Machen wrote the core part of “The White People” in the 1890s, but (quite understandably) didn’t know what to do with it, and it remained unpublished till 1904, when he packaged it up with an explanatory prologue and epilogue and submitted it to Horlick’s Magazine. Or was it Ovaltine Monthly? Either way, some magazine with far too cosy a title for such a twisted little tale. Perhaps because it was the only way it could be published, Machen’s prologue and epilogue try to turn the tale into a decadent horror story, with two gentlemen aesthetes discussing the young girl’s journal as an example of “sin”, and concluding with the information that the young girl was found dead, probably poisoned by an overdose of whatever had been giving her all these weird visions. This, perhaps a necessary defensive manoeuvre on Machen’s part to fend off the criticisms of literary conservatives, has always struck me as a false note. The narrator of “The White People” is just too full of vitality, and of magic, to be the mere victim of a horror story. “The White People” touches the genuine twilight world of early adolescent imagination gone weird, blurring the dividing line between childhood games and magic ritual, fairy tales and ecstatic religious vision.

This is a whole favourite sub-genre of mine: stories of the superheated twilight world of adolescent imagination, particularly where fantasy is used to make the distinctions all the more explicit. Examples include Shirley Jackson’s We Have Always Lived in the Castle, Steve Cockayne’s The Good People, (is Iain Banks’s The Wasp Factory one? I can’t remember, now) and films such as Spirit of the Beehive and of course the superb Pan’s Labyrinth. The most obvious thing to do with this sort of story is to equate the fantasy/magical aspects with childhood imagination, and to have the adolescent narrator come to terms with the loss of their childhood by having them lose the magic. This is the Peter Pan approach, where the only way to retain the magic of childhood is to remain stuck as a “Lost Boy”, an eternal child, regressed and cut off from adulthood. But the best of these stories see through this rather obvious use of fantasy-as-metaphor for childhood, and do something different. The best of them take the magic through to the adult world. Doing this convincingly, and meaningfully, is difficult, which is why a good example can be hard to find.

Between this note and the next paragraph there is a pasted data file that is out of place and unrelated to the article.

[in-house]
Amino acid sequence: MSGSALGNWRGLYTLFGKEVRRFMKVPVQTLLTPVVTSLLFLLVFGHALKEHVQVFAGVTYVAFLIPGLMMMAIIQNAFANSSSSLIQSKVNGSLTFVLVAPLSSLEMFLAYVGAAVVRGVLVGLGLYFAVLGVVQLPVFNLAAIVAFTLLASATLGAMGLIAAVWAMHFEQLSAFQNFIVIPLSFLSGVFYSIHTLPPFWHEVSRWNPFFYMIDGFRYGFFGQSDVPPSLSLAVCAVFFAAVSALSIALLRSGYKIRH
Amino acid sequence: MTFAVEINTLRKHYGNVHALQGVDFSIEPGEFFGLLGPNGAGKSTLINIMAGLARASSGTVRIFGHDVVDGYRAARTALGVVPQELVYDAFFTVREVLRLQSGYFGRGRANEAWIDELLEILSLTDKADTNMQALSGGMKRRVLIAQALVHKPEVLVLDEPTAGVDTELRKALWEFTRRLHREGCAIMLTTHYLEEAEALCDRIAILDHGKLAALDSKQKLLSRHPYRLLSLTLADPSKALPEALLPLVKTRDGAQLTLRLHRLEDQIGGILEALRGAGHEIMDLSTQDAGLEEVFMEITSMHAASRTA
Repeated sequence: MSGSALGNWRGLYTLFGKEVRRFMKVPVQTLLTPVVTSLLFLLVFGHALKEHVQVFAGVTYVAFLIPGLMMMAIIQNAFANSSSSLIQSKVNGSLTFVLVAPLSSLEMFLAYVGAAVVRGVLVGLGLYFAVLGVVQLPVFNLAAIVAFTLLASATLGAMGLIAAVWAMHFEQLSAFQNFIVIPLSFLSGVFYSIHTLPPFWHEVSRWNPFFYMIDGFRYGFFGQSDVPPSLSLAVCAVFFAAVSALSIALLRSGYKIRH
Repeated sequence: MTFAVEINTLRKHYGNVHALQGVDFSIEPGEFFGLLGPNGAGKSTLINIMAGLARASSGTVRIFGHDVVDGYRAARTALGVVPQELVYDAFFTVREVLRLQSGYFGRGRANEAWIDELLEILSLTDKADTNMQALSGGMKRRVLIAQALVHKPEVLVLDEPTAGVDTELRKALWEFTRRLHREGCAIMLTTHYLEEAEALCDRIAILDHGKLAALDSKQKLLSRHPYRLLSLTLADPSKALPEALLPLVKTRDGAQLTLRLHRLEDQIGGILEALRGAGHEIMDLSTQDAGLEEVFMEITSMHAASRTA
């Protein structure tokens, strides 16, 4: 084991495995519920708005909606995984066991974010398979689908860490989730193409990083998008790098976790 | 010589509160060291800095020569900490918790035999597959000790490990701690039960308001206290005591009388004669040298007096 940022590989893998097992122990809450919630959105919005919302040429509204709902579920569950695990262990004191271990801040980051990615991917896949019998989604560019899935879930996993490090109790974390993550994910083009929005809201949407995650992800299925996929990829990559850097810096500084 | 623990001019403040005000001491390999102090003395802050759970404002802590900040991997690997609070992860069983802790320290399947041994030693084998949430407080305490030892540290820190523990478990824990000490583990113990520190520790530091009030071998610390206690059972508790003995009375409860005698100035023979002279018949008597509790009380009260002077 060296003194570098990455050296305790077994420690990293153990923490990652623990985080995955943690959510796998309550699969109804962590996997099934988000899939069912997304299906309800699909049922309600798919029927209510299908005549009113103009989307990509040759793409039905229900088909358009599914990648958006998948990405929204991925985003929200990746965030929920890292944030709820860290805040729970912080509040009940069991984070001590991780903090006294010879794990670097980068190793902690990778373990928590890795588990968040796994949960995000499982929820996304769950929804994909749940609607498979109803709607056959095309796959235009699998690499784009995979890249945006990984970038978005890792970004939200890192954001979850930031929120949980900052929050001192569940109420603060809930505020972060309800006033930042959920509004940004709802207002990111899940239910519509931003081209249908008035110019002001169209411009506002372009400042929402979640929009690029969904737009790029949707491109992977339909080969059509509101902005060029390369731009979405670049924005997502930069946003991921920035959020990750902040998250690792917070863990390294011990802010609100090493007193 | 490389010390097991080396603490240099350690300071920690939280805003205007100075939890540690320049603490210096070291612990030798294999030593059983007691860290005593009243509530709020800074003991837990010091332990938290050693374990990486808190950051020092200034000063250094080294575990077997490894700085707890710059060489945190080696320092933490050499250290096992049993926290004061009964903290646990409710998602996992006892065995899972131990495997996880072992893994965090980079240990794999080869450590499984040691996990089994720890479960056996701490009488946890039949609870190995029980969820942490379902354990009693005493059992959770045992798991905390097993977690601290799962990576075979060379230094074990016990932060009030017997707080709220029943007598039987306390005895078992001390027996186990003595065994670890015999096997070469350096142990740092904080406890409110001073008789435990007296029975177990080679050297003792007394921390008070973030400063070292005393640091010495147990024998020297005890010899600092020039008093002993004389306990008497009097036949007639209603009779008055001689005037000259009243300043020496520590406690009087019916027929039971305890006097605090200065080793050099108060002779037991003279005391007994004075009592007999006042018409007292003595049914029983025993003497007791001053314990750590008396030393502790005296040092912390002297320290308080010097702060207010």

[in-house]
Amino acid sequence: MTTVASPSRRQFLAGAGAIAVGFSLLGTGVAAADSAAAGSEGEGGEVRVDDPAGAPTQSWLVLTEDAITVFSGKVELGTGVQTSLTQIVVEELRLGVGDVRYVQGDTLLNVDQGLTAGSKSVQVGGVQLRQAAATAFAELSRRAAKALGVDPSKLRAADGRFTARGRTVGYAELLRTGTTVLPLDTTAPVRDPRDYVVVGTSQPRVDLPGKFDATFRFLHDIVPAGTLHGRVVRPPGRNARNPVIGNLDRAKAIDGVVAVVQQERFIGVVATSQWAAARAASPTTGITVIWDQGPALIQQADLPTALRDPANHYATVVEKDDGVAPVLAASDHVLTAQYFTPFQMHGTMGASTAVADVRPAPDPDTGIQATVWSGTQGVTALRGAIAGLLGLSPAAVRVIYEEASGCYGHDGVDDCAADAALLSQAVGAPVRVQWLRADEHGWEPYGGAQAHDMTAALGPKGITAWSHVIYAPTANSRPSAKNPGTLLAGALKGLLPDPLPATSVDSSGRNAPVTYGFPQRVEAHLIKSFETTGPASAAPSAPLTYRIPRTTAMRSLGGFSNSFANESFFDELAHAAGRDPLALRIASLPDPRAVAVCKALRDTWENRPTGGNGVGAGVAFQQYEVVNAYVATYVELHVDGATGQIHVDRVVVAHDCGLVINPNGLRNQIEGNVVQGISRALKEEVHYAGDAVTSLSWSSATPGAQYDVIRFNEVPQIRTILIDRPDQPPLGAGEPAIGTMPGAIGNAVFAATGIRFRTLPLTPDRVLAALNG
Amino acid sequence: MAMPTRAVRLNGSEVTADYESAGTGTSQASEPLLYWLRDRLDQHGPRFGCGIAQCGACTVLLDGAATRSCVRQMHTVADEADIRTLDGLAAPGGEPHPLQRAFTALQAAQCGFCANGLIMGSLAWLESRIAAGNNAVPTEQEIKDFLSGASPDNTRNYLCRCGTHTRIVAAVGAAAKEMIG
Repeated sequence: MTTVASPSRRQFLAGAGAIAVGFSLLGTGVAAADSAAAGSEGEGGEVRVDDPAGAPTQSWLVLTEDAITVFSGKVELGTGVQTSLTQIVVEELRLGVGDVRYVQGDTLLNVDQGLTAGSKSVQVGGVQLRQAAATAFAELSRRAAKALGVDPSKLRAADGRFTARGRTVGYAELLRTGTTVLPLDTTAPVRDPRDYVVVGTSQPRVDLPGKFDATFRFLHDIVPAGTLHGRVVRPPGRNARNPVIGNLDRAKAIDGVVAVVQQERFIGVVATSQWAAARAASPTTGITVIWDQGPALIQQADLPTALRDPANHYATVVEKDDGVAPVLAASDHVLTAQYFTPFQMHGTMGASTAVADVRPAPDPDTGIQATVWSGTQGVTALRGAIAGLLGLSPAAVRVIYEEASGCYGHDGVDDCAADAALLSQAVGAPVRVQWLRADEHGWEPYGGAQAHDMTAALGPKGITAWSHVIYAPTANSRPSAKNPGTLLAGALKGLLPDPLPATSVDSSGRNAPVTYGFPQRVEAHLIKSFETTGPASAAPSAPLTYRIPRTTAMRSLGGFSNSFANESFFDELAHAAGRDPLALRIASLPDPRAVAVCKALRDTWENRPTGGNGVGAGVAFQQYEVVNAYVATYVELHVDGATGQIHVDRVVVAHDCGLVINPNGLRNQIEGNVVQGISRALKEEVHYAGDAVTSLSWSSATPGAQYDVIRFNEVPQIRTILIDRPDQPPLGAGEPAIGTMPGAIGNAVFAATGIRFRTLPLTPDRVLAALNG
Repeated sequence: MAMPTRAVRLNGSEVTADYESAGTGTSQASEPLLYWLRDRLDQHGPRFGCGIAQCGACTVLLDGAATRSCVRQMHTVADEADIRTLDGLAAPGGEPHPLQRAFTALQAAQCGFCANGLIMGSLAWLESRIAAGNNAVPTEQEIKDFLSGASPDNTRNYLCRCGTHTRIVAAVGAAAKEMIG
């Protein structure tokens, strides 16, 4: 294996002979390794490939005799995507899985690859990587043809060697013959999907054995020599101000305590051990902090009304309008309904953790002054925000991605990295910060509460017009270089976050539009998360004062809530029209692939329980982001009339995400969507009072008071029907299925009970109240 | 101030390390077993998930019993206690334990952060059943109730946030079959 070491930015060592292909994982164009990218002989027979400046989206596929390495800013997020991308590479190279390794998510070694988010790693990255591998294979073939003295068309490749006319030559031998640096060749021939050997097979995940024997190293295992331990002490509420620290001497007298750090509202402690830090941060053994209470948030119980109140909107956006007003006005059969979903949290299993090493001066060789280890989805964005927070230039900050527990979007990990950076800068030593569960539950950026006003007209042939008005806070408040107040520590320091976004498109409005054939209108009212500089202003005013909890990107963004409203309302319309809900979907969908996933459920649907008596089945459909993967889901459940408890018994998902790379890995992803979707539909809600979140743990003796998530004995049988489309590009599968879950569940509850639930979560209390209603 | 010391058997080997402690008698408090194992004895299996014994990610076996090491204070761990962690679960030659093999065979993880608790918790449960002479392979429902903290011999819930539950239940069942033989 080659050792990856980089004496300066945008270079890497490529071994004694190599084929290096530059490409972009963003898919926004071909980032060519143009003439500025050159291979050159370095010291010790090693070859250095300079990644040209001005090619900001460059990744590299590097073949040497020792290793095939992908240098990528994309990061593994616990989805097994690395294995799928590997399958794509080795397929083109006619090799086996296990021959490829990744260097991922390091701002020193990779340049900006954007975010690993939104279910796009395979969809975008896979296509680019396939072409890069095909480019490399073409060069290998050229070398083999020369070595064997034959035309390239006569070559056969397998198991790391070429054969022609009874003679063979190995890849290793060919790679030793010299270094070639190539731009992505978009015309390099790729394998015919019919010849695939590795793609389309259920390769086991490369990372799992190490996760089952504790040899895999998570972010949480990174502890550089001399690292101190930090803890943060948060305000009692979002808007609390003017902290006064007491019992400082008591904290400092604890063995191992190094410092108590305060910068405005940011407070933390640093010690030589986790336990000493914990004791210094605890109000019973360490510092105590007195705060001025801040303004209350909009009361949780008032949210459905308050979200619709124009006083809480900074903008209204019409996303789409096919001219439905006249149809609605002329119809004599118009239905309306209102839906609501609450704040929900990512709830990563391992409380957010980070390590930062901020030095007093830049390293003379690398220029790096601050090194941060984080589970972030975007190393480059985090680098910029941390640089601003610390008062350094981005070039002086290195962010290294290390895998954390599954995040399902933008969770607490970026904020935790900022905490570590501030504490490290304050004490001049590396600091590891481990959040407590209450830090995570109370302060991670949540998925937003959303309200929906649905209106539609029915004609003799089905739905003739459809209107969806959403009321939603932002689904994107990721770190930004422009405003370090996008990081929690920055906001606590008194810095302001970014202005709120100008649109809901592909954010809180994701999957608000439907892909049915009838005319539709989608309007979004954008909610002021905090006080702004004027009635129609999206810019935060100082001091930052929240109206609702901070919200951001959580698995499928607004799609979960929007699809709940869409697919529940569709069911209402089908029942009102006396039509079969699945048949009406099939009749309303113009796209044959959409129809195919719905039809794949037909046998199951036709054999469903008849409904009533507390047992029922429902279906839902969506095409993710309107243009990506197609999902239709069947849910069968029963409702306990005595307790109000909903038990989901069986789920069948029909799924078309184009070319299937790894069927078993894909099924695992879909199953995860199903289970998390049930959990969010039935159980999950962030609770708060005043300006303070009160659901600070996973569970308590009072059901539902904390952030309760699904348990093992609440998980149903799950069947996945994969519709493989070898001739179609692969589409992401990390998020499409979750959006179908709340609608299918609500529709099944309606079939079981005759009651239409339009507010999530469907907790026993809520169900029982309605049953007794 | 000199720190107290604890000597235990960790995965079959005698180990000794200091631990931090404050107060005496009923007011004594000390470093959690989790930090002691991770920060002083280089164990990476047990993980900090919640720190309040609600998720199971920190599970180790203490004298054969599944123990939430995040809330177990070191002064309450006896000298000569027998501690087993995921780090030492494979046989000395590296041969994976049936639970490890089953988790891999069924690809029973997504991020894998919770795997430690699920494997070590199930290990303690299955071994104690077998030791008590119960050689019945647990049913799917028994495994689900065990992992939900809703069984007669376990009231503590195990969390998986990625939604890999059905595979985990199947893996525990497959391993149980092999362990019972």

Jo Walton’s Among Others does it marvellously. Like Machen, Walton is Welsh, as is her narrator, Morwenna. (I did my best to sound the story in a Welsh accent as I read it. It probably wouldn’t have convinced a native speaker, but what would a native Welsh speaker be doing in my head, anyway?) Written in the form of Mor’s diary when she is fifteen (and set quite specifically in 1979 and 1980), Among Others starts soon after a terrible event in its young heroine’s life. She was born with a twin, with whom she shared the intensely imaginative world of her childhood life. Like Machen’s heroine, the pair rambled the Welsh countryside, naming its ruins and hidden pockets with fantasy-tinged names (many of them lifted gleefully from The Lord of the Rings), and quite naturally interacting with the wonderfully imagined faerie folk they find there. But Morwenna and Morganna’s mother is a witch; she is also insane (the two may go together), and has dark plans. The girls go against their mother. The story of exactly what happens is spread out through the novel, so I won’t say any more on it, but by the time Among Others begins, Mor is living in the aftermath. Her twin is dead, she herself has a badly injured leg, she has run away from her mad mother, and her childhood is over forever.

The fantasy elements in Among Others are spot-on subtle. Mor spends a lot of time wondering about the fairies she sees and the magic she does, and how it is different from the way the world operates anyway. The book provides one of the best, most succinct, explanations of faerie nature when it says fairies are as they are because they’re “part of everything”. But for much of it, Among Others could be a non-fantastic novel, merely about an imaginative teenager. One of the best parts of the book is Mor’s passion for science fiction, which she consumes by the bookload. It’s amazing how fun it can be to read about a fictional character’s reaction to a book you yourself have read. It’s not essential to know a bit about late 70s SF, but it would certainly add to your appreciation of the book. (If not, anyway, the internet can provide all the footnotery you need. Not having read Kurt Vonnegut’s Cat’s Cradle, I had to look up “karass“, for instance, which is a key word in Among Others, referring as it does to a group of true friends who share your interests; one of the main threads of Mor’s story is her wish to find such a group, and what happens when she uses a little magic to do so.)

A wonderful book. I’m amazed it hasn’t yet found a UK publisher, as I think it could well be a mainstream, as well as an SF/fantasy, success over here. Still, perhaps in the current Amazonian age of bookselling, such things matter less. (Actually, now I come to think of it, I got mine through the Book Depository.) (And I should point out that I first heard about the book via the wonderful Notes from Coode Street podcast.)

But to return to “The White People”, Among Others reads more like how Machen’s tale should have ended, with its teen narrator not losing herself in the horrors of a dangerously un-Christian world of imagination, but finding the proper place for magic in a real, adult world. Among Others has a wonderfully affirmative ending. It’s one of those rare books that blends its fantastical and realistic elements seamlessly into a single vision, that manages to seem far more true, and far more insightful, of what it means to be a human being than a merely realistic novel ever could.